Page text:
The new Freshman Advisory Study Hall (FASH) model, implemented during the 2013-14 school year, helped connect freshmen with academic and extracurricular resources and support. That, says at least one student, made the first year at Evanston Township High School “a little less stressful.” The District 202 School Board heard an overview and status report on the program at their June 2 meeting.
FASH “enhances freshman support efforts already in place, with a focus on building teacher-counselor-student relationships that engage and connect students to school,” according to the report. In its introductory year, the guided study hall was capped at 30 students per section and met a minimum of three times per week. All freshmen attended Monday programs that provided in-depth information on topics such as technology, athletics, student activities and college/career readiness. On other days, students in the program had the option to access various resources, schedule an appointment with a counselor or stay in the study hall and receive support from the FASH teacher.
By the Numbers
Forty-nine teachers and counselors supported the study hall program. Of the 750 freshmen enrolled full-time at ETHS, 510 were served by FASH. The remaining 240 freshmen participated in the Monday topic-specific programs but attended study halls in such other programs as STAE, AVID, Bilingual Support, Learning Strategies and Dimensions of Learning/ARC.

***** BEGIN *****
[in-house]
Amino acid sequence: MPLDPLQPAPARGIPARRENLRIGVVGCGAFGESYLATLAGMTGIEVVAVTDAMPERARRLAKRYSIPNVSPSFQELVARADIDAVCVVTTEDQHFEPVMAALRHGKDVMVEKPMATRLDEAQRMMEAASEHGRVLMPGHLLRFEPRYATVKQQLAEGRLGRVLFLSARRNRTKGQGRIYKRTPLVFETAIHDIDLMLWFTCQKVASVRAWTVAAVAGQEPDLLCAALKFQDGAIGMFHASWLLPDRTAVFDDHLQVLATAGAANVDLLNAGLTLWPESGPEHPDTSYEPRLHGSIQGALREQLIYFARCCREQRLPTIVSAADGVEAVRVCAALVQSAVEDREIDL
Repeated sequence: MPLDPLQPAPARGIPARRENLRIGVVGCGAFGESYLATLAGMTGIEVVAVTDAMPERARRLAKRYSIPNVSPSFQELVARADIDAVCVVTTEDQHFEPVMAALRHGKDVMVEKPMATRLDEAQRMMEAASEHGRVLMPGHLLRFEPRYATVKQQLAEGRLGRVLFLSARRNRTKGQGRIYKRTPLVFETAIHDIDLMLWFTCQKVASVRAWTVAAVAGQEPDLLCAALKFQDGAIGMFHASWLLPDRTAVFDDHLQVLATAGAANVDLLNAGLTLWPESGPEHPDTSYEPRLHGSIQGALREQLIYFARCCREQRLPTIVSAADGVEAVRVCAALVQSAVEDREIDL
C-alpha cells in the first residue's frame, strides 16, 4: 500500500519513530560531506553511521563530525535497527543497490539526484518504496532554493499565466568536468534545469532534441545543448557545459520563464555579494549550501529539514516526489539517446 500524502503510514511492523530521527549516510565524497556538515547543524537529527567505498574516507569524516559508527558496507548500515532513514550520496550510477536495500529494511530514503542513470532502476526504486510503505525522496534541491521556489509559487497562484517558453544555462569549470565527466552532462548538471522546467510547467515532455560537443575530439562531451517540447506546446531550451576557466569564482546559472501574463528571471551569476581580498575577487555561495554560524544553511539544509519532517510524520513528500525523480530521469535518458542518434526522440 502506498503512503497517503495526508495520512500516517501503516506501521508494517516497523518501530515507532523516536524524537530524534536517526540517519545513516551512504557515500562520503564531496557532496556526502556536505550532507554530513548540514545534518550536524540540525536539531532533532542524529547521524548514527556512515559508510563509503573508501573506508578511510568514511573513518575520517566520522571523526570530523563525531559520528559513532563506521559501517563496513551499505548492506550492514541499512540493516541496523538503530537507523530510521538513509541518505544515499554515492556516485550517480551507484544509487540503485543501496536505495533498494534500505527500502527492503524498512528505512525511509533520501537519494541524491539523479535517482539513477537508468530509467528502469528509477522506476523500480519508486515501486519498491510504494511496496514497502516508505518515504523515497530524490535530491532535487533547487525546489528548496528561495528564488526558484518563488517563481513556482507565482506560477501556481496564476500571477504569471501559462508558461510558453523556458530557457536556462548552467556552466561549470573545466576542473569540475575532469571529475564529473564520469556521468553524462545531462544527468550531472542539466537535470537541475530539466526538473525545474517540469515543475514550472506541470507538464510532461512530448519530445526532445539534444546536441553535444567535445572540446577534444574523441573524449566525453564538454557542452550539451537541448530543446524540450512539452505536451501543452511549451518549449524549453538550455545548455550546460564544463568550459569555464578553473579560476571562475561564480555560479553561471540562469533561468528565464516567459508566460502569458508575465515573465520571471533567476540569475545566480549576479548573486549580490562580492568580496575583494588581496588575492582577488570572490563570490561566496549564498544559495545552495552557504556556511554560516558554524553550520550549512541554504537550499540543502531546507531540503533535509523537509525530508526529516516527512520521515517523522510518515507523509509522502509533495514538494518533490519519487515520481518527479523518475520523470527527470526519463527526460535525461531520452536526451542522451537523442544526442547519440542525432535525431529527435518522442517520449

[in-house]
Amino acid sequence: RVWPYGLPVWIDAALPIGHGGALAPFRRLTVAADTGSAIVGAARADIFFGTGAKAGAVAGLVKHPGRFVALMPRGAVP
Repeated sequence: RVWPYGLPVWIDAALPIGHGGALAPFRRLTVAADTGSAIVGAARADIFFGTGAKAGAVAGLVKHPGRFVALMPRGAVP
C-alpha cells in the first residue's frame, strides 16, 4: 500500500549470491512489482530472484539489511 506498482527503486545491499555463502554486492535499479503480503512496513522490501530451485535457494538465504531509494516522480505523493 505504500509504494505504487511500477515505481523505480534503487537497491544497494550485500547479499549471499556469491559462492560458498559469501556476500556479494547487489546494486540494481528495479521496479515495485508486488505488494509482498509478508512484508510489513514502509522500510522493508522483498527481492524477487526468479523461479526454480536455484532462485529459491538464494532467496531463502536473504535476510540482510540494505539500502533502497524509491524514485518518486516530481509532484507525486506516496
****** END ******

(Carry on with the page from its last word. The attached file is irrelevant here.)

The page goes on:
During the 2012-13 school year, counselors met with students a minimum of five times in group and individual sessions. The FASH program increased face time with counselors a minimum of 140%, with students seeing counselors at least 12 times through the program alone.
One of the goals of FASH is to connect each freshman to an adult and peer group at ETHS. In an effort to identify these connections, the FASH committee reviewed student activity participation data quarterly. Data indicates that during the 2013-14 school year, 78% of ETHS freshmen participated in one or more extra activity.
An advisory survey administered in 2012-13 helped develop the structure and topics for the FASH model in its pilot year. Surveys throughout the program’s first year measured whether students’ needs were being met. In 2012-13, 84% of students felt there were teachers they could turn to for help with school problems. That number increased to 91% with the FASH program. In 2012-13, 72% of students felt there was an adult at ETHS with whom they could talk out their problems; 89.1% of the guided study hall participants expressed that feeling.
Surveys of students and teachers will also help integrate new initiatives and ideas into the FASH program next year. For example, freshmen yearbook photos will be coordinated through the study hall so instructional time is not lost. FASH teachers will receive additional training on utilizing Chromebooks.
School Board member Jonathan Baum said the program is “off to a great start” and challenged the FASH team to “go deeper and farther” in years to come. He suggested they find ways to “make room for more one-on-one time” between students and teachers/staff. Mr. Baum also asked FASH leaders to think about how they might expand the program if they had more resources.
Bill Geiger, a first-year Board member, said the program is a “great opportunity to capture” where students might need more help.